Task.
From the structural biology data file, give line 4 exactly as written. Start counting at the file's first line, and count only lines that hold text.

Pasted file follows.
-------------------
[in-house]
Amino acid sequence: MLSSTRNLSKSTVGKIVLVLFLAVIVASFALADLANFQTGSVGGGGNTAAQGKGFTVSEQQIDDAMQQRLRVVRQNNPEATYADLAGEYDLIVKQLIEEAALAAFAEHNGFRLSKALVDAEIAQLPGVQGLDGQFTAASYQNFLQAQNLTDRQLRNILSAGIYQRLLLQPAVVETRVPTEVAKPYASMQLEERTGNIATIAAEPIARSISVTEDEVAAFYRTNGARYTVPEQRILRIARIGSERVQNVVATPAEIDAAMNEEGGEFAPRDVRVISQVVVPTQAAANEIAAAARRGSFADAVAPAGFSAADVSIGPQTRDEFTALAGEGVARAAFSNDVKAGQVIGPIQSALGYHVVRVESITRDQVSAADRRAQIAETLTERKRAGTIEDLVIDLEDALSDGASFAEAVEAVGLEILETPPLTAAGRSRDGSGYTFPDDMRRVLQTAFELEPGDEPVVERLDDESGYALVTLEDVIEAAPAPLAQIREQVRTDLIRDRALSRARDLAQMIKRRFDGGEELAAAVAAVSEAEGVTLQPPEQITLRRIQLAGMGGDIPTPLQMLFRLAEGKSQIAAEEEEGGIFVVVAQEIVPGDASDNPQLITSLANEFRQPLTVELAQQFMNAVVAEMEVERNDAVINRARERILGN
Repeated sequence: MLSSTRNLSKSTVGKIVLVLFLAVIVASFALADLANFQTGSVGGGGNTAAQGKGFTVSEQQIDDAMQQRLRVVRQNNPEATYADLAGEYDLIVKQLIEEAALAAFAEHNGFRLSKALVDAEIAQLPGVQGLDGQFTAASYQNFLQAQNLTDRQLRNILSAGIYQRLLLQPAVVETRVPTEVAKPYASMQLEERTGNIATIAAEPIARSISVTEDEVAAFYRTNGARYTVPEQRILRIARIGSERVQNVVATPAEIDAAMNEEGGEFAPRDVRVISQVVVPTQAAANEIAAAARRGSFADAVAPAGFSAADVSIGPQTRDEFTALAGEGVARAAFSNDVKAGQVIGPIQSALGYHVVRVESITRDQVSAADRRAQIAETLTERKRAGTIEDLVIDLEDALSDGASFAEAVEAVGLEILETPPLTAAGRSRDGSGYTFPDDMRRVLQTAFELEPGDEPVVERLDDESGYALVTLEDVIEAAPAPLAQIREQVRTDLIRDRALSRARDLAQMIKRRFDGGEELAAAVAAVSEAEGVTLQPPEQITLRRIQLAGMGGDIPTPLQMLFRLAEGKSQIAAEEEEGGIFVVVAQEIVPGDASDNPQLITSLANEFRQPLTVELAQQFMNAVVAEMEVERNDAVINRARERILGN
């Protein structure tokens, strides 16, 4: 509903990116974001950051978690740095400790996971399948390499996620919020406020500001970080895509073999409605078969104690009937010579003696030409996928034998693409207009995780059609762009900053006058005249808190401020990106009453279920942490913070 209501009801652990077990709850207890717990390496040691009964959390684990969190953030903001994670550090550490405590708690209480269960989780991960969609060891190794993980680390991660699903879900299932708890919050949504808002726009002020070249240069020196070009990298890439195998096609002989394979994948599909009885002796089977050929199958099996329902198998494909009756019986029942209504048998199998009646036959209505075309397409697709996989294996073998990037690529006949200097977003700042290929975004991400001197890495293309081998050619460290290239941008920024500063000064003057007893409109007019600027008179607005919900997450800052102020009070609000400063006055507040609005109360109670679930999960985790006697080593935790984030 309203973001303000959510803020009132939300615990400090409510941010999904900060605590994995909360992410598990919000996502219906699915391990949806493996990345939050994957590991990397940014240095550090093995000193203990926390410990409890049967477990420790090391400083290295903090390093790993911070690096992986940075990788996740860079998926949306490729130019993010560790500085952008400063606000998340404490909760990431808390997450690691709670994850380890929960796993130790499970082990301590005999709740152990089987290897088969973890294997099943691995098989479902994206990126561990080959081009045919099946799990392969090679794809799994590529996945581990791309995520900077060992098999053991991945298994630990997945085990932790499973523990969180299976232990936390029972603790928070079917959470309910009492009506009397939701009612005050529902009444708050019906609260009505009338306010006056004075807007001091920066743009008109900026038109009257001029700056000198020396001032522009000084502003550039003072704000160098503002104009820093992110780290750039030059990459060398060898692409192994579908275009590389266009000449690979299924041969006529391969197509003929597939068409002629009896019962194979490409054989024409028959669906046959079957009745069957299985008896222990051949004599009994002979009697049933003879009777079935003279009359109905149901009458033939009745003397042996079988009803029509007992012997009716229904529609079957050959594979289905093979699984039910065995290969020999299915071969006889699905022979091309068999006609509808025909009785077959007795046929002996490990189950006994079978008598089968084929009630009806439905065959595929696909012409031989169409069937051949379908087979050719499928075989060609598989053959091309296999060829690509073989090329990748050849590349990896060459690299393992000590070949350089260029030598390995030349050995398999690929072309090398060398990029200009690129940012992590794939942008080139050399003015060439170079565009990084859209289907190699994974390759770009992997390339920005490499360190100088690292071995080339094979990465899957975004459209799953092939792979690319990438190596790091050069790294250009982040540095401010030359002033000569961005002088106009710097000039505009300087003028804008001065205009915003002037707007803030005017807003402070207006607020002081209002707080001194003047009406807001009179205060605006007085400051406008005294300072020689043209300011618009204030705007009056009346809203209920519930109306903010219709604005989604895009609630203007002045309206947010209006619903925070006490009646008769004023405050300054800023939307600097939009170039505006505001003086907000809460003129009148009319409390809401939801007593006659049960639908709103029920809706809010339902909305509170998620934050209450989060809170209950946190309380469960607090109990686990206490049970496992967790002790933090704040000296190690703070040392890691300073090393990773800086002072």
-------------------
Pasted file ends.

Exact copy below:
């Protein structure tokens, strides 16, 4: 509903990116974001950051978690740095400790996971399948390499996620919020406020500001970080895509073999409605078969104690009937010579003696030409996928034998693409207009995780059609762009900053006058005249808190401020990106009453279920942490913070 209501009801652990077990709850207890717990390496040691009964959390684990969190953030903001994670550090550490405590708690209480269960989780991960969609060891190794993980680390991660699903879900299932708890919050949504808002726009002020070249240069020196070009990298890439195998096609002989394979994948599909009885002796089977050929199958099996329902198998494909009756019986029942209504048998199998009646036959209505075309397409697709996989294996073998990037690529006949200097977003700042290929975004991400001197890495293309081998050619460290290239941008920024500063000064003057007893409109007019600027008179607005919900997450800052102020009070609000400063006055507040609005109360109670679930999960985790006697080593935790984030 309203973001303000959510803020009132939300615990400090409510941010999904900060605590994995909360992410598990919000996502219906699915391990949806493996990345939050994957590991990397940014240095550090093995000193203990926390410990409890049967477990420790090391400083290295903090390093790993911070690096992986940075990788996740860079998926949306490729130019993010560790500085952008400063606000998340404490909760990431808390997450690691709670994850380890929960796993130790499970082990301590005999709740152990089987290897088969973890294997099943691995098989479902994206990126561990080959081009045919099946799990392969090679794809799994590529996945581990791309995520900077060992098999053991991945298994630990997945085990932790499973523990969180299976232990936390029972603790928070079917959470309910009492009506009397939701009612005050529902009444708050019906609260009505009338306010006056004075807007001091920066743009008109900026038109009257001029700056000198020396001032522009000084502003550039003072704000160098503002104009820093992110780290750039030059990459060398060898692409192994579908275009590389266009000449690979299924041969006529391969197509003929597939068409002629009896019962194979490409054989024409028959669906046959079957009745069957299985008896222990051949004599009994002979009697049933003879009777079935003279009359109905149901009458033939009745003397042996079988009803029509007992012997009716229904529609079957050959594979289905093979699984039910065995290969020999299915071969006889699905022979091309068999006609509808025909009785077959007795046929002996490990189950006994079978008598089968084929009630009806439905065959595929696909012409031989169409069937051949379908087979050719499928075989060609598989053959091309296999060829690509073989090329990748050849590349990896060459690299393992000590070949350089260029030598390995030349050995398999690929072309090398060398990029200009690129940012992590794939942008080139050399003015060439170079565009990084859209289907190699994974390759770009992997390339920005490499360190100088690292071995080339094979990465899957975004459209799953092939792979690319990438190596790091050069790294250009982040540095401010030359002033000569961005002088106009710097000039505009300087003028804008001065205009915003002037707007803030005017807003402070207006607020002081209002707080001194003047009406807001009179205060605006007085400051406008005294300072020689043209300011618009204030705007009056009346809203209920519930109306903010219709604005989604895009609630203007002045309206947010209006619903925070006490009646008769004023405050300054800023939307600097939009170039505006505001003086907000809460003129009148009319409390809401939801007593006659049960639908709103029920809706809010339902909305509170998620934050209450989060809170209950946190309380469960607090109990686990206490049970496992967790002790933090704040000296190690703070040392890691300073090393990773800086002072």